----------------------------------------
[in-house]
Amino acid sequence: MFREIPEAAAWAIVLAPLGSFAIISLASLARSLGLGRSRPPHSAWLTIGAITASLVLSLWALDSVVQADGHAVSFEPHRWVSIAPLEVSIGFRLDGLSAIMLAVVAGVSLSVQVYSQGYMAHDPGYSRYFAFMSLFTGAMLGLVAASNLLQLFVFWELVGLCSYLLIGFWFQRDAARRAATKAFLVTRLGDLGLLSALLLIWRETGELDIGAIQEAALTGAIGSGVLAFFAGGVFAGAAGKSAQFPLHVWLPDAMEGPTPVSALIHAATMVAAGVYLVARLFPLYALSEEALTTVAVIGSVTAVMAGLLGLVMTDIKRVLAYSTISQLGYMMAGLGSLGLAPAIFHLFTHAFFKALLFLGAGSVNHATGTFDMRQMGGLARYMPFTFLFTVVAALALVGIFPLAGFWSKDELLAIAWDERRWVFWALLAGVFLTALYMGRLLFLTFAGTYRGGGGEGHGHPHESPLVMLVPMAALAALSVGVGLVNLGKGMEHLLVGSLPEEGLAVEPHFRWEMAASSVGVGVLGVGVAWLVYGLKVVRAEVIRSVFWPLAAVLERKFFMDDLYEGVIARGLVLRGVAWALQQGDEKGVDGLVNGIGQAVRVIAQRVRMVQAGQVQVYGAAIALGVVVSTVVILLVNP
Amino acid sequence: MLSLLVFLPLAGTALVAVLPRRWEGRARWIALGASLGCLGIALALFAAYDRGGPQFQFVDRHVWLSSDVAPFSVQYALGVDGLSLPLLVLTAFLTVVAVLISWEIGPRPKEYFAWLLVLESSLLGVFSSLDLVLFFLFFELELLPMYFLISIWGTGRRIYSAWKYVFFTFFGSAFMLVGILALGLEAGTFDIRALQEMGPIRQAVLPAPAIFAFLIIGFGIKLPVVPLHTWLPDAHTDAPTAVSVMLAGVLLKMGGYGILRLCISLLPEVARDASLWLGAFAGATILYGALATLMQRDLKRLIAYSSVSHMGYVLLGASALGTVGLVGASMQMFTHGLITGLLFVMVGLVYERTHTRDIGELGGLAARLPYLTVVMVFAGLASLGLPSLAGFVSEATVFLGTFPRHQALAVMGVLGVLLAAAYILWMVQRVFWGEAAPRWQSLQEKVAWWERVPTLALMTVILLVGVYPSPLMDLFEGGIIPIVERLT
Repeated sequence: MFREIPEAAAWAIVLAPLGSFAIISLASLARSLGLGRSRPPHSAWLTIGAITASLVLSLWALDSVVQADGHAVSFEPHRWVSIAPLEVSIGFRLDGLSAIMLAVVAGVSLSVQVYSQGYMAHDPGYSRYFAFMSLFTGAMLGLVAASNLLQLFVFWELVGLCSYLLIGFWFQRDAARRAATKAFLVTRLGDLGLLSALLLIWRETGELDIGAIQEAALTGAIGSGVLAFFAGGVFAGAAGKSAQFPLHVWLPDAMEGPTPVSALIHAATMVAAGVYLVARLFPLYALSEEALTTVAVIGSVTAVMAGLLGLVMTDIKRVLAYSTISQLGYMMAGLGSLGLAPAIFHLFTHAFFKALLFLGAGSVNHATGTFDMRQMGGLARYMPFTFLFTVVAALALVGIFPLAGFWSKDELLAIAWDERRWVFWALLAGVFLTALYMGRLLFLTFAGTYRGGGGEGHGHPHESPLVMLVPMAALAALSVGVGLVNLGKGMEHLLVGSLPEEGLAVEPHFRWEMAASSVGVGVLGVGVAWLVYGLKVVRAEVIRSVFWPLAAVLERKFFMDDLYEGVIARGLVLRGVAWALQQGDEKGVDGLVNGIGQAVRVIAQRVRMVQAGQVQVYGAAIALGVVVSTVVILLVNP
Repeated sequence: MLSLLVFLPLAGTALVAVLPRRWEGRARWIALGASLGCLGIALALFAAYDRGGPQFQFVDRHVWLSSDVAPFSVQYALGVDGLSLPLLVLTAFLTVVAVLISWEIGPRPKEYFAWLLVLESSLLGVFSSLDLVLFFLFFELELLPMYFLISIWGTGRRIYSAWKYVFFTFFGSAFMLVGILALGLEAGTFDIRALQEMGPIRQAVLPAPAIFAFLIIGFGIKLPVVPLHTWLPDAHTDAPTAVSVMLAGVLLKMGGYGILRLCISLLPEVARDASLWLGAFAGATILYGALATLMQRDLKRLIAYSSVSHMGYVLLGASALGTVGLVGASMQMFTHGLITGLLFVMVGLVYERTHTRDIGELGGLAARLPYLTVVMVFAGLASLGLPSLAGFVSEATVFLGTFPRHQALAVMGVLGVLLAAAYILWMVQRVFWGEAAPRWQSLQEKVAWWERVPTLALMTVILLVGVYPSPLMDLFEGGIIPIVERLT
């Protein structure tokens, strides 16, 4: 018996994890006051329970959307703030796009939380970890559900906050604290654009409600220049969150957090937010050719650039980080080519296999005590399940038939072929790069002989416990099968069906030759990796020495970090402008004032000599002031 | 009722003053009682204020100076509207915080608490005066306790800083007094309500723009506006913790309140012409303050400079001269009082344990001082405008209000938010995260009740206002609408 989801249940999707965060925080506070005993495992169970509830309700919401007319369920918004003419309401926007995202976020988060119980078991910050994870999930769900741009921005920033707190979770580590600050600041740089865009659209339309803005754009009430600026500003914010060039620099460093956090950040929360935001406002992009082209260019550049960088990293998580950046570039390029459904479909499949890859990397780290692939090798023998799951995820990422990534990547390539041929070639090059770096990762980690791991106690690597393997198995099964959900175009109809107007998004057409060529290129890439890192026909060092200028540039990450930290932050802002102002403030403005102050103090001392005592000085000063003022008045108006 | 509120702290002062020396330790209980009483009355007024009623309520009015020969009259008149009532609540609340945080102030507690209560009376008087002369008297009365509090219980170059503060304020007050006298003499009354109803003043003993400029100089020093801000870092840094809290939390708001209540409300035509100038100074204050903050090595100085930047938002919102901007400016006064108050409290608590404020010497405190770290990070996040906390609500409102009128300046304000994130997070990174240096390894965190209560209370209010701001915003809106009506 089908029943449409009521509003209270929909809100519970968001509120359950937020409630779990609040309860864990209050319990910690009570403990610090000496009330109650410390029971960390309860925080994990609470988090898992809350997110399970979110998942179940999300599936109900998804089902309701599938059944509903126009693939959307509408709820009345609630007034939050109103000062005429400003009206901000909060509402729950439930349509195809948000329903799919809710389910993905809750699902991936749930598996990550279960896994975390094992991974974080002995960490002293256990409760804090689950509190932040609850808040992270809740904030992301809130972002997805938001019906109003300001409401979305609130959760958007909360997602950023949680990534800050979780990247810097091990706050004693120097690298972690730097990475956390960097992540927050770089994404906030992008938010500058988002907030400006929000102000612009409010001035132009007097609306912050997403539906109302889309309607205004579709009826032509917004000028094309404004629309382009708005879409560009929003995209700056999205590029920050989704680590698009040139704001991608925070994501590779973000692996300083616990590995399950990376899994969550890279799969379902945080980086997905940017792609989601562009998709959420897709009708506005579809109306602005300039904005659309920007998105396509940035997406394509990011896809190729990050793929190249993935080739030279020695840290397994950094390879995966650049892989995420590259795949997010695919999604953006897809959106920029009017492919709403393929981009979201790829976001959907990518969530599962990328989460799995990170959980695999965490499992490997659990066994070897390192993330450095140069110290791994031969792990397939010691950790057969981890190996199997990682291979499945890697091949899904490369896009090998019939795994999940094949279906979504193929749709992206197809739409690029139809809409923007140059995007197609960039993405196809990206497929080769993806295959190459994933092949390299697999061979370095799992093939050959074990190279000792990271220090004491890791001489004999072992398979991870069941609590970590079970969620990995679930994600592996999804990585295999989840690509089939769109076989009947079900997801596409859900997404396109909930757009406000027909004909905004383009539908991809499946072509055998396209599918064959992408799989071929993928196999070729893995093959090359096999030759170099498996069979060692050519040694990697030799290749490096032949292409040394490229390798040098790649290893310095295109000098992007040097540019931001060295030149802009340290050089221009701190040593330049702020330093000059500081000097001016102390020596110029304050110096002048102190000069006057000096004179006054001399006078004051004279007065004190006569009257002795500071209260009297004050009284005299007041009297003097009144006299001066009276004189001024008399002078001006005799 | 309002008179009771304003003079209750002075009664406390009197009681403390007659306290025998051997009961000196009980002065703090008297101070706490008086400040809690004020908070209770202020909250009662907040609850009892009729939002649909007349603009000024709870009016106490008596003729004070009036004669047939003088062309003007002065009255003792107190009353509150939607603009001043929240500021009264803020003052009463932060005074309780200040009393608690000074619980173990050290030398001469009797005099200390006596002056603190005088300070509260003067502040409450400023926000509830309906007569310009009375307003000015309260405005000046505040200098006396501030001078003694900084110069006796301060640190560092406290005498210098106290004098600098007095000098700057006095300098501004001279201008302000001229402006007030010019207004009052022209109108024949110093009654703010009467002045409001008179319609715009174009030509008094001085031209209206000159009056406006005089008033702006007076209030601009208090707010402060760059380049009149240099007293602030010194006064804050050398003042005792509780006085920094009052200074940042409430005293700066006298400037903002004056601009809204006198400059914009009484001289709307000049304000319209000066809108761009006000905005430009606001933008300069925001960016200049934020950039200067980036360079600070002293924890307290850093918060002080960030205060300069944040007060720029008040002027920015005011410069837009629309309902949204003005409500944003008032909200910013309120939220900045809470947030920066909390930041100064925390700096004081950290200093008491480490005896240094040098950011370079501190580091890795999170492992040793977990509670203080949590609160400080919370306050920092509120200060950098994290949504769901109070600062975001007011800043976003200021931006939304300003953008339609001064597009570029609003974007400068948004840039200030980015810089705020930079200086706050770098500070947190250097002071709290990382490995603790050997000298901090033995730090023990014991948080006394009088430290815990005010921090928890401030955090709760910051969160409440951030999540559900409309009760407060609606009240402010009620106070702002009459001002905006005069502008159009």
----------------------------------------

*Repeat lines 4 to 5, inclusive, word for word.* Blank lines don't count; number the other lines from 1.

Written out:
Repeated sequence: MFREIPEAAAWAIVLAPLGSFAIISLASLARSLGLGRSRPPHSAWLTIGAITASLVLSLWALDSVVQADGHAVSFEPHRWVSIAPLEVSIGFRLDGLSAIMLAVVAGVSLSVQVYSQGYMAHDPGYSRYFAFMSLFTGAMLGLVAASNLLQLFVFWELVGLCSYLLIGFWFQRDAARRAATKAFLVTRLGDLGLLSALLLIWRETGELDIGAIQEAALTGAIGSGVLAFFAGGVFAGAAGKSAQFPLHVWLPDAMEGPTPVSALIHAATMVAAGVYLVARLFPLYALSEEALTTVAVIGSVTAVMAGLLGLVMTDIKRVLAYSTISQLGYMMAGLGSLGLAPAIFHLFTHAFFKALLFLGAGSVNHATGTFDMRQMGGLARYMPFTFLFTVVAALALVGIFPLAGFWSKDELLAIAWDERRWVFWALLAGVFLTALYMGRLLFLTFAGTYRGGGGEGHGHPHESPLVMLVPMAALAALSVGVGLVNLGKGMEHLLVGSLPEEGLAVEPHFRWEMAASSVGVGVLGVGVAWLVYGLKVVRAEVIRSVFWPLAAVLERKFFMDDLYEGVIARGLVLRGVAWALQQGDEKGVDGLVNGIGQAVRVIAQRVRMVQAGQVQVYGAAIALGVVVSTVVILLVNP
Repeated sequence: MLSLLVFLPLAGTALVAVLPRRWEGRARWIALGASLGCLGIALALFAAYDRGGPQFQFVDRHVWLSSDVAPFSVQYALGVDGLSLPLLVLTAFLTVVAVLISWEIGPRPKEYFAWLLVLESSLLGVFSSLDLVLFFLFFELELLPMYFLISIWGTGRRIYSAWKYVFFTFFGSAFMLVGILALGLEAGTFDIRALQEMGPIRQAVLPAPAIFAFLIIGFGIKLPVVPLHTWLPDAHTDAPTAVSVMLAGVLLKMGGYGILRLCISLLPEVARDASLWLGAFAGATILYGALATLMQRDLKRLIAYSSVSHMGYVLLGASALGTVGLVGASMQMFTHGLITGLLFVMVGLVYERTHTRDIGELGGLAARLPYLTVVMVFAGLASLGLPSLAGFVSEATVFLGTFPRHQALAVMGVLGVLLAAAYILWMVQRVFWGEAAPRWQSLQEKVAWWERVPTLALMTVILLVGVYPSPLMDLFEGGIIPIVERLT